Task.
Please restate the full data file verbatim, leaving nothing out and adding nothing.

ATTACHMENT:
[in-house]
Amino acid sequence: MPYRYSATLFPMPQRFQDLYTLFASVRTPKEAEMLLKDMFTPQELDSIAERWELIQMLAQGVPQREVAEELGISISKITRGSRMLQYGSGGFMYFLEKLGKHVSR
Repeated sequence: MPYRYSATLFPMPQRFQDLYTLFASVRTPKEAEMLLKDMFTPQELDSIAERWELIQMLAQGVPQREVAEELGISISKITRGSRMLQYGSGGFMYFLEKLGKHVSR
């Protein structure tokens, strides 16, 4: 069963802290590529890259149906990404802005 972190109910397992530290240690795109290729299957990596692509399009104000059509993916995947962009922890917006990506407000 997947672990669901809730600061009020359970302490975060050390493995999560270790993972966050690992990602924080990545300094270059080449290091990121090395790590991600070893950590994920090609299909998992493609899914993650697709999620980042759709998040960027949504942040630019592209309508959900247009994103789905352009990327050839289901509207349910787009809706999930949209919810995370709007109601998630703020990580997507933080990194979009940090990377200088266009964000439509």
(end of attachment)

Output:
[in-house]
Amino acid sequence: MPYRYSATLFPMPQRFQDLYTLFASVRTPKEAEMLLKDMFTPQELDSIAERWELIQMLAQGVPQREVAEELGISISKITRGSRMLQYGSGGFMYFLEKLGKHVSR
Repeated sequence: MPYRYSATLFPMPQRFQDLYTLFASVRTPKEAEMLLKDMFTPQELDSIAERWELIQMLAQGVPQREVAEELGISISKITRGSRMLQYGSGGFMYFLEKLGKHVSR
């Protein structure tokens, strides 16, 4: 069963802290590529890259149906990404802005 972190109910397992530290240690795109290729299957990596692509399009104000059509993916995947962009922890917006990506407000 997947672990669901809730600061009020359970302490975060050390493995999560270790993972966050690992990602924080990545300094270059080449290091990121090395790590991600070893950590994920090609299909998992493609899914993650697709999620980042759709998040960027949504942040630019592209309508959900247009994103789905352009990327050839289901509207349910787009809706999930949209919810995370709007109601998630703020990580997507933080990194979009940090990377200088266009964000439509």